This kind of kills the idea of using your VHF on other people's boats (OPB)...
No it doesn't. Before leaving for a charter, I just log into the website and enter the identity of the boat that I am chartering. When not chartering, here is what my MMSI database entry says for this radio:

Quote:
Vessel Name: Take Five (or dinghy)
Remarks(describe how and where portable unit is expected to be used):
This handheld may be used on the mother ship, dinghy, or on other boats that we rent, charter, or crew on. Locations may vary widely.
As handhelds with DSC become ubiquitous, the MMSI system has adjusted to accommodate them, and can be expected to do so in the future. I think it's a little shortsighted to deprive yourself of the DSC safety features over fears that the MMSI database won't continue to accommodate them.

In addition, the vast majority of distress calls are followed up with voice communications, during which ship ID, etc. can be verified. Such voice communications would supersede anything that the MMSI database says. The main benefit of all DSC calls (including distress button) is that they send encoded GPS coordinates. This is an extraordinarily valuable safety feature, because the last thing you want to be doing in an emergency is reading off lon/lat coordinates. Plus it's confusing doing it verbally, because it's not always clear whether the format is dd:mm:ss or dd:mm.mm. DSC, properly installed, takes care of all of that for you.

Quote:
Also, it would be inappropriate to register handheld VHF if the intention is for over land use such as hiking. The Coast Guard will not be the appropriate response for this type of distress.
DSC or not, I thought it was illegal to use a marine VHF over land.
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  #39  
Old 03-24-2014
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Talking Re: Maiden Voyage Newbie Trainwreck

Quote:
Originally Posted by eherlihy View Post
First off - Congratulations on completing your first sail, making it back to your slip, WITH NO DAMAGE!!! Not many here could make that claim...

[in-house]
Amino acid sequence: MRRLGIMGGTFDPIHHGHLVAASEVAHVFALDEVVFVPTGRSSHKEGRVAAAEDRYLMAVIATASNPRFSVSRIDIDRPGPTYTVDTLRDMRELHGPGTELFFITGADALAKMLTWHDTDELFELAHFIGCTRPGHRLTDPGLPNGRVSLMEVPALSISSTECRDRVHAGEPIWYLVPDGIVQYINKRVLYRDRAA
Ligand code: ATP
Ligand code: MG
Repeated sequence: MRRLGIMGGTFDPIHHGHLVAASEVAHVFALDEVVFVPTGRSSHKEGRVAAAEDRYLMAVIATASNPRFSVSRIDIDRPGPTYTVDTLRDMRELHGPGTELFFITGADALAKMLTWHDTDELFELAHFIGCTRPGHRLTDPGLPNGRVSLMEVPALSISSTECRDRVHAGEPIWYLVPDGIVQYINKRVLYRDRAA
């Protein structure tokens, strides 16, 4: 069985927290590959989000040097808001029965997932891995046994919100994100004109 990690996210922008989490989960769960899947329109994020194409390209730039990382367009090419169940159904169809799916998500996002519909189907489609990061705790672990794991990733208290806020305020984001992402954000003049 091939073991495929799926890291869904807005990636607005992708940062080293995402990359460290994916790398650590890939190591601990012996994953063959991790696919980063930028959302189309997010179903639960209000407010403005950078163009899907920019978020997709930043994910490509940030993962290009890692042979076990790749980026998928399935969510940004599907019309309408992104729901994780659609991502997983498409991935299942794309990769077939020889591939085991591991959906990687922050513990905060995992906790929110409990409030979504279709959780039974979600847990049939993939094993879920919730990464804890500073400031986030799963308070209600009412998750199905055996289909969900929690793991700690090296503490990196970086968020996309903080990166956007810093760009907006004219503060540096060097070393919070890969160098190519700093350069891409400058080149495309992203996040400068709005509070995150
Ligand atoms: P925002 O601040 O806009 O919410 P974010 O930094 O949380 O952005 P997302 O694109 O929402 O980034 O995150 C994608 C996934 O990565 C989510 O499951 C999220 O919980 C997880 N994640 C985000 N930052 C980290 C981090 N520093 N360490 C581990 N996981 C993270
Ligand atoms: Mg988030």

Second - with all due respect to the prior posters, I gotta disagree with the value of a handheld VHF with DSC, or a RAM mike. Personally, I think that your dollars are better spent on a fixed VHF with DSC, and a handheld floating VHF without DSC for the cockpit. I suspect that you may also spend some bucks connecting the fixed VHF to a GPS (so that the DSC works), ensuring that the fixed VHF works well (this may require a new antenna cable, connectors, and new antenna). I like carrying a handheld VHF (sans DSC) that floats, for redundancy and near shore communications.

I outline the procedure to follow in case of emergency to all my crew, and it involves pushing the red button on the fixed VHF which is always in the same place, and then searching for the handheld (which is usually in the cockpit, or recharging at the nav station, but may also be used if someone is out in the dinghy). I use the fixed unit for emergency use, and, frankly, as a backup to the handheld.

There is no right or wrong answer to this, and you need to work out the best value for your circumstance for yourself.
Just noting that I can honestly make that claim.
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Old 03-27-2014
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Re: Maiden Voyage Newbie Trainwreck

BeeJ,

Just found this post. If you need help in Delaware from sailing, engine work , marine electronic and electric, let me know. I am in Newark. Send me a PM.